Have you noticed that several companies have recently updated their logos? Starbucks, GAP, Pepsi, and Comedy Central all come to mind. Should your firm update its logo? Here are four good reasons to freshen up.
1. Your Firm Has Come of Age
Congratulations! While many new businesses don’t last more than two years, yours is healthy, growing and moving from childhood into adolescence. In start-up mode, you probably didn’t invest the time, energy, and dollars to create a logo and brand identity system that represents the level of professionalism you now want to convey. As the saying goes, “what got you here, won’t get you there.” It’s time to shed the toddler haircut and baby clothes for a more grown-up look.
Perhaps your firm has reached a significant milestone. A fresh new logo can be a great way to symbolize this accomplishment. As Schmidt Design Group approached their 20 year anniversary, we worked with them to design a new logo and book that were unveiled at their 20th Anniversary Party.
2. Your Logo is Rotten (beyond its expiration date)
Everything has a life cycle. Businesses and logos go through distinct phases of conception, growth, maturity and decline. Like the myth of Narcissus, we can get overly attached to our own (brand) image. This can blind us into denial about the fact that our logo has gone into decline. Just as fashion and hairstyles become dated, your logo’s color, typography (font), and symbol may be communicating that your firm is past its prime. Even classics, like the Shell logo below, get a facelift every ten or so years.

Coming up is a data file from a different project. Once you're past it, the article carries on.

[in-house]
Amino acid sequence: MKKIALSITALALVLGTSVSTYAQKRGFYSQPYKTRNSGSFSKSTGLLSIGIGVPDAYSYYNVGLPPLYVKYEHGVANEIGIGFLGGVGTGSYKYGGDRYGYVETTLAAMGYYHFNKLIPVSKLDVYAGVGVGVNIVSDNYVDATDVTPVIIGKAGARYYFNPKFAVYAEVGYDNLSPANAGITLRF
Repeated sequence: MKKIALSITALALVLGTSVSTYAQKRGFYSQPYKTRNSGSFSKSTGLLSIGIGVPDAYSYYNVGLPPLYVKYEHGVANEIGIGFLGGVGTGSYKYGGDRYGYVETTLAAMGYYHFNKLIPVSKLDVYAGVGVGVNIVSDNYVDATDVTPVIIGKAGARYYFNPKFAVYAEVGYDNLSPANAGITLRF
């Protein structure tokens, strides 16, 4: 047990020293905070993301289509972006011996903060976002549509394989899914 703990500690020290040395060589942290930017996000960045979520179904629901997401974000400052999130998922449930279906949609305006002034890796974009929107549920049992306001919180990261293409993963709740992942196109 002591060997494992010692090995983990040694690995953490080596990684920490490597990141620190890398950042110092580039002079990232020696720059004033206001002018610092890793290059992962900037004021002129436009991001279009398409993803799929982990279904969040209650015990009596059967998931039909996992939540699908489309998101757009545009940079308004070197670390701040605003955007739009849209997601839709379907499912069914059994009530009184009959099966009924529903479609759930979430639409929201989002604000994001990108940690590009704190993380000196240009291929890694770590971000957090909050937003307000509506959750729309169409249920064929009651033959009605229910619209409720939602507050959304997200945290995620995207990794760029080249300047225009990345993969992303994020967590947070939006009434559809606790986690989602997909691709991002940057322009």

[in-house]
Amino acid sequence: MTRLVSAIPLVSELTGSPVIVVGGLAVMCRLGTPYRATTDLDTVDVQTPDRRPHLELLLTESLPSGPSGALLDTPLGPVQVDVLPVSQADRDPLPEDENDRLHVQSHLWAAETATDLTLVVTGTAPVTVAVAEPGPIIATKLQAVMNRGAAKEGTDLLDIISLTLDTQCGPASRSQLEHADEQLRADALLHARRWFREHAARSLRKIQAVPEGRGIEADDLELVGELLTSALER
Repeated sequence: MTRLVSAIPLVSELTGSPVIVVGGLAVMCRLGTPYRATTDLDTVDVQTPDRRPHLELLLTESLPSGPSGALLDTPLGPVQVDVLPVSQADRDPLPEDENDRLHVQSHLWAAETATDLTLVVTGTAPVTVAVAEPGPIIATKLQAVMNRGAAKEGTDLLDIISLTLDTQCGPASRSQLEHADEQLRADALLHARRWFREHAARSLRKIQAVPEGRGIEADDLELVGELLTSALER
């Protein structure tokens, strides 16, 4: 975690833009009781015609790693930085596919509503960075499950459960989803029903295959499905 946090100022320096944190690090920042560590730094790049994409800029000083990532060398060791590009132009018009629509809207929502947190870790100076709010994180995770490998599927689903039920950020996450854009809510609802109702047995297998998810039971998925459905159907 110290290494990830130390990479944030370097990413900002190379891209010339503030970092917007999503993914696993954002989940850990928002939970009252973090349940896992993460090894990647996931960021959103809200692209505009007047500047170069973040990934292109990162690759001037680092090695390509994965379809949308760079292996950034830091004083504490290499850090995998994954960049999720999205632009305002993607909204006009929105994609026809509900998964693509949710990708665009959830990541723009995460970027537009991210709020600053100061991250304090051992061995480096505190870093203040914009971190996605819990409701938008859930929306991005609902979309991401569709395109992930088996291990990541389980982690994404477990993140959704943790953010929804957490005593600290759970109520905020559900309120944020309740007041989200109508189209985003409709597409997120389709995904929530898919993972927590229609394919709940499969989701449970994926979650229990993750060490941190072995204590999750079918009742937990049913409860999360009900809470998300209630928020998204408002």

3. A New Strategic Plan
A healthy firm grows and evolves to respond to new demands and opportunities in the marketplace. This could mean that your firm has added new services to your quiver. Or, you may be serving new markets. If the evolution of your firm is significant, you’ll want to shift the perception of prospective clients to catch up with the new you. A new logo can symbolize this shift. The first time we worked with Island Architects in 1999, it was to update their start-up logo into a more professional mark (reason #1 above). Then, in 2008, the firm made a strategic decision to communicate that they design modern homes in addition to their heritage of classical homes. A logo should be a beacon communicating where you are headed, not where you’ve been.
4. Merger, Acquisition or Ownership Change
A change in firm ownership can often inspire a new firm name and thus a new logo. Even if the firm name persists for continuity, new leadership may want a new visual symbol to represent their new era. When we began work with Tucker Sadler Noble Castro Architects, they had new owners, new Principals and a new office. Instead of continuing to add the names of Principals to the firm name, they shortened it to Tucker Sadler to reflect their founders, their web site address, and how they were referred to colloquially. We designed a new logo and brand identity system to propel the firm into a new chapter of their evolution.
Your logo is not your brand, but it is the most visible touchpoint of your brand. So, how do you know when it’s time to update your logo? The previous four scenarios are all good reasons. Or, consider hiring LecoursDesign to perform a Brand Audit. This wise investment will help you determine the strength of your logo and all your brand touchpoints.